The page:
A government sanctioned grizzly hunt in the Cariboo Chilcotin has Tsilhqot’in leaders firing back with questions surrounding meaningful consultation.

A government sanctioned grizzly hunt in the Cariboo Chilcotin has Tsilhqot’in leaders firing back with questions surrounding meaningful consultation.

Tsilhqot’in leaders take aim at 2015 grizzly hunt

Tsilhqot’in Nation said it does not support trophy hunting for grizzlies in their traditional territory.

According to an article and video produced by the Vancouver Observer and circulated by the Tsilhqot’in National Government Friday, the Nation said it does not support trophy hunting for grizzlies in their traditional territory.

In a video interview, Xeni Gwet’in Chief Roger William said he was surprised by the government’s decision to open up grizzly hunts in the Chilcotin and that they have many concerns surrounding the decision.

“In our culture (the grizzly hunt) just doesn’t make sense. They live on the land with us …  so now you open up for a grizzly hunt — that’s a big concern. We don’t feel that the government has really made an informed decision.”

A Ministry of Forests, Lands and Natural Resource Operations spokesperson said Monday the Cariboo hunt was re-opened because grizzly population information and trends indicated that a limited hunt was sustainable. For 2015, grizzly hunting limited entry hunting allocations were increased from three to nine.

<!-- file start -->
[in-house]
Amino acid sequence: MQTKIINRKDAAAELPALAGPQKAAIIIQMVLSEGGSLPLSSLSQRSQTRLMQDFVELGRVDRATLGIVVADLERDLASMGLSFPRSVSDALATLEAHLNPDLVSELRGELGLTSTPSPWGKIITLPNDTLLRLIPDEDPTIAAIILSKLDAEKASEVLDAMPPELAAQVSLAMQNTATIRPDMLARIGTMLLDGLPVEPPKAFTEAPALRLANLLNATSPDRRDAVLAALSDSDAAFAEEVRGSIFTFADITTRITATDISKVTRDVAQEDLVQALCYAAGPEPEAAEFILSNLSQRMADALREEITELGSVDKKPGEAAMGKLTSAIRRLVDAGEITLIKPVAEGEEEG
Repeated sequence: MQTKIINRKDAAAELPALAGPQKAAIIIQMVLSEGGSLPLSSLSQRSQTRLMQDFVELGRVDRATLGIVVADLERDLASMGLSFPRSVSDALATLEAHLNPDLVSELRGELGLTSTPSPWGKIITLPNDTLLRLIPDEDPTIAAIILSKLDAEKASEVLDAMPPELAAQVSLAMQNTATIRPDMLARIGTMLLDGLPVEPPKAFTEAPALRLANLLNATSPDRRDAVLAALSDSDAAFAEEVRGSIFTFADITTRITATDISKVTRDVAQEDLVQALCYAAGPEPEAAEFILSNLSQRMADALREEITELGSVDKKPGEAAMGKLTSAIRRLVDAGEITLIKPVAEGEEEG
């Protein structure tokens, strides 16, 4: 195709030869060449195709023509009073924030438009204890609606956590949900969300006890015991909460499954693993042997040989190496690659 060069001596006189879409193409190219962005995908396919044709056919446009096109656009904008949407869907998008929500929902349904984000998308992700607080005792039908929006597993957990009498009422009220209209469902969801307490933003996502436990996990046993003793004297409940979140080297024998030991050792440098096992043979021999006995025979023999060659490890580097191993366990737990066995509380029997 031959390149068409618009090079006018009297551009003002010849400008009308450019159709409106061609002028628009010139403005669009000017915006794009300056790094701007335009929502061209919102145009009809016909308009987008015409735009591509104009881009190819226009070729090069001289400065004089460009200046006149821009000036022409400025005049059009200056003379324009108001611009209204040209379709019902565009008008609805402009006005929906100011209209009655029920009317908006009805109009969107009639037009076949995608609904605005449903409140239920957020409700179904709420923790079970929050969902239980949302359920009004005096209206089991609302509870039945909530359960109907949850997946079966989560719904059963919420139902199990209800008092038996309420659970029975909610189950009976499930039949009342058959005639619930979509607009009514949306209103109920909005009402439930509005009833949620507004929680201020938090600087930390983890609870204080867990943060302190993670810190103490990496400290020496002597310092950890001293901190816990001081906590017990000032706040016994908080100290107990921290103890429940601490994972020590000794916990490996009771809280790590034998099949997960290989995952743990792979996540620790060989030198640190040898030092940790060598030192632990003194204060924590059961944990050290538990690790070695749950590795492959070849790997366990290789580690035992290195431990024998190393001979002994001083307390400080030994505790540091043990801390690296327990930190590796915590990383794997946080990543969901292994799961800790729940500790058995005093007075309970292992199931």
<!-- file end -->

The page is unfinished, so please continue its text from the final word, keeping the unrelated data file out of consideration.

“The principles behind the ministry’s decisions are: a scientifically informed population estimate; estimates of sustainable human-caused mortality rates; and deliberately conservative mortality limits, “ Greig Bethel said. “Ministry biologists determine the number of authorizations to be issued based on five-year allowable annual harvest, and success rates.”

However, Bethel noted as a result of the Supreme Court of Canada Decision, Tsilhqot’in Title Lands are not publicly available for hunting, angling or trapping at this time.

“The Tsilhqot’in National Government and Xeni Gwet’in have provided conditional consent for registered guides to carry out hunting on Aboriginal Title Land for the 2015 season,” Bethel said emphasizing the Tsilhqot’in Title Lands are not within the management units that were re-opened for an LEH grizzly bear hunt in 2014.

William said the Tsilhqot’in consider the grizzly sacred and will only kill a grizzly for ceremonial or safety purposes, and in that case they will eat the meat.

Bethel said consultation with the Tsilhqot’in was conducted on all proposed 2014 Cariboo Region hunting regulations including the grizzly bear hunt.

“First Nations food, social, and ceremonial rights are provided for prior to any issuance of opportunities for either resident hunters or guide outfitters,” Bethel noted, adding for area management zone 5-05, one grizzly hunt authorization was issued and for area 5-06, two authorizations were issued, however, no grizzly bears were harvested in either unit.

Grizzly bear hunting in the southwest Chilcotin is being managed conservatively, Bethel said.

“If hunting or other grizzly mortality exceeds acceptable mortality limits, the hunt can be reduced or even completely closed.”

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